Thursday, January 21, 2010

Weight lifter Shailaja Pujari banned for life

Seeing her past history, it was a given that Shailaja Pujari would be handed a life-ban by the International Weightlifting Federation.

The repeat offender, who has competed over the years in the 75 kg category, was punished for failing the most recent out-of-competition dope tests carried out by the National Anti Doping Agency (NADA) and World Anti Doping Agency (WADA) in September last year.

At a time when the world body is waiting to announce the verdict on the Indian Weightlifting Federation (IWF) as several others too tested positive around the same time, the news certainly does not augur well with the Commonwealth Games only nine months away.

Though federation officials are confident of evading a ban that can come with the string of cases, the fact that five other weightlifters were given four-year bans, is shameful and gives an idea of the rampant doping in the system that can prove to be an embarrassment again.

“Shailaja is the only one given a life ban. The five others have been handed four-year bans,” confirmed the IWF secretary-general Sahadev Yadav, who took over the important post only recently.

“But we are hoping to get away with a fine. I am quite sure this will not have a bearing on our chances in theCommonwealth Games,” he added.

Pujari, a 75kg gold medallist from the 2002 Manchester Commonwealth Games, had first tested positive at the junior nationals in Chennai in 2003 and once again just before the 2006 Melbourne Commonwealth Games, following which she was dropped from the Indian squad.

Vicky Batta, a 56kg silver winner in the 2006 Melbourne Commonwealth Games who had previously failed a drug test during the 2007 National Games, was lucky not to get a harsher ban despite also being a repeat offender.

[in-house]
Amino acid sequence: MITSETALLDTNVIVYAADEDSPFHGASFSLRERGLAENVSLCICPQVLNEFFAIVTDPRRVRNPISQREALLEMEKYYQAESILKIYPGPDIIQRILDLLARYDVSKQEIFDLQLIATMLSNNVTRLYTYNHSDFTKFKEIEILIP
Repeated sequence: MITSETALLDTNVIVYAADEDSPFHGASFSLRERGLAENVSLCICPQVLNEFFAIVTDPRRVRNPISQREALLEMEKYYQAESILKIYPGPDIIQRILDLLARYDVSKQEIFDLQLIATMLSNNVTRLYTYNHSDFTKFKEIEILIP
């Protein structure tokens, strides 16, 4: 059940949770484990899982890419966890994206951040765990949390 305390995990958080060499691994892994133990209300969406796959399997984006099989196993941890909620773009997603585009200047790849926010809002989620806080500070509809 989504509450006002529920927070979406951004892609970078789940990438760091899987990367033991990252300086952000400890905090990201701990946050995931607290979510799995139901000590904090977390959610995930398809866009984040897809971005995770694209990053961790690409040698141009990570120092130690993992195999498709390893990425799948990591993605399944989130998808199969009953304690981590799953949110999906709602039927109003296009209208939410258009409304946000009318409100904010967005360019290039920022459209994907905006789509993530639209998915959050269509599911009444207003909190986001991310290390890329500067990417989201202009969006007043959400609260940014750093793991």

Batta and four others — Harbhajan Singh , Rajesh Singh, Sunita Rani and A Vijayadevi — were banned for four years and fined $ 5,000 each for failing the out-of-competition tests last year.

The IWF, which has been banned twice in the past (2004 and 2006), had earlier withdrawn its contingent from the World Championships in South Korea last year fearing a ban because of the repeat offences.

The whole set of office-bearers subsequently resigned from the IWF posts, and it further took some harsh words from the sports ministry to finally get rid of tainted officials Harbhajan Singh and Baldev Raj Gulati, who had made their way back in.

Harbhajan and Gulati, who were president and secretary, respectively during the forgettable phase for Indian weightlifting, returned as life president and vice-president after the Indian Olympic Association (IOA) forced the en masse resignations. But the duo had to make way after the government’s tough stance.

The world body is expected to decide on the verdict against the IWF in the coming days.

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